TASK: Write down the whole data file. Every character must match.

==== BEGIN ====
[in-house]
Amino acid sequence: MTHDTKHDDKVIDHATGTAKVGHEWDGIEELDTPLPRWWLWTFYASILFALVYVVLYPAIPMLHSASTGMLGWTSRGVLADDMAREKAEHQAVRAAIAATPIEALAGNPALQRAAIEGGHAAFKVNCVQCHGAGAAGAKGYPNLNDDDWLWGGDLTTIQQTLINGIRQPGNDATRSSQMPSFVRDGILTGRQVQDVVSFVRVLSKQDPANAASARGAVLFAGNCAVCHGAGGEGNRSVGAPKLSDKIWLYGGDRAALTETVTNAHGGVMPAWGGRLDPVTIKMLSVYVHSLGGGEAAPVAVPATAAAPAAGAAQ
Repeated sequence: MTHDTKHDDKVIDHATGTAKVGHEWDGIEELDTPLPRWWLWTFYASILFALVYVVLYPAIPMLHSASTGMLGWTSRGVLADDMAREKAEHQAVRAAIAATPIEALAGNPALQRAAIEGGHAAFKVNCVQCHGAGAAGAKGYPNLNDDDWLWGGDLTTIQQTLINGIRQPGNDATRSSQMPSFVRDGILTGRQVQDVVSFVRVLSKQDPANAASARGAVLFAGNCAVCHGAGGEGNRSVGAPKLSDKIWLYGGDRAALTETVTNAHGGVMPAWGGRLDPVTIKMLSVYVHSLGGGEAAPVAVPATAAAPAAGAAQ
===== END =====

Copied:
[in-house]
Amino acid sequence: MTHDTKHDDKVIDHATGTAKVGHEWDGIEELDTPLPRWWLWTFYASILFALVYVVLYPAIPMLHSASTGMLGWTSRGVLADDMAREKAEHQAVRAAIAATPIEALAGNPALQRAAIEGGHAAFKVNCVQCHGAGAAGAKGYPNLNDDDWLWGGDLTTIQQTLINGIRQPGNDATRSSQMPSFVRDGILTGRQVQDVVSFVRVLSKQDPANAASARGAVLFAGNCAVCHGAGGEGNRSVGAPKLSDKIWLYGGDRAALTETVTNAHGGVMPAWGGRLDPVTIKMLSVYVHSLGGGEAAPVAVPATAAAPAAGAAQ
Repeated sequence: MTHDTKHDDKVIDHATGTAKVGHEWDGIEELDTPLPRWWLWTFYASILFALVYVVLYPAIPMLHSASTGMLGWTSRGVLADDMAREKAEHQAVRAAIAATPIEALAGNPALQRAAIEGGHAAFKVNCVQCHGAGAAGAKGYPNLNDDDWLWGGDLTTIQQTLINGIRQPGNDATRSSQMPSFVRDGILTGRQVQDVVSFVRVLSKQDPANAASARGAVLFAGNCAVCHGAGGEGNRSVGAPKLSDKIWLYGGDRAALTETVTNAHGGVMPAWGGRLDPVTIKMLSVYVHSLGGGEAAPVAVPATAAAPAAGAAQ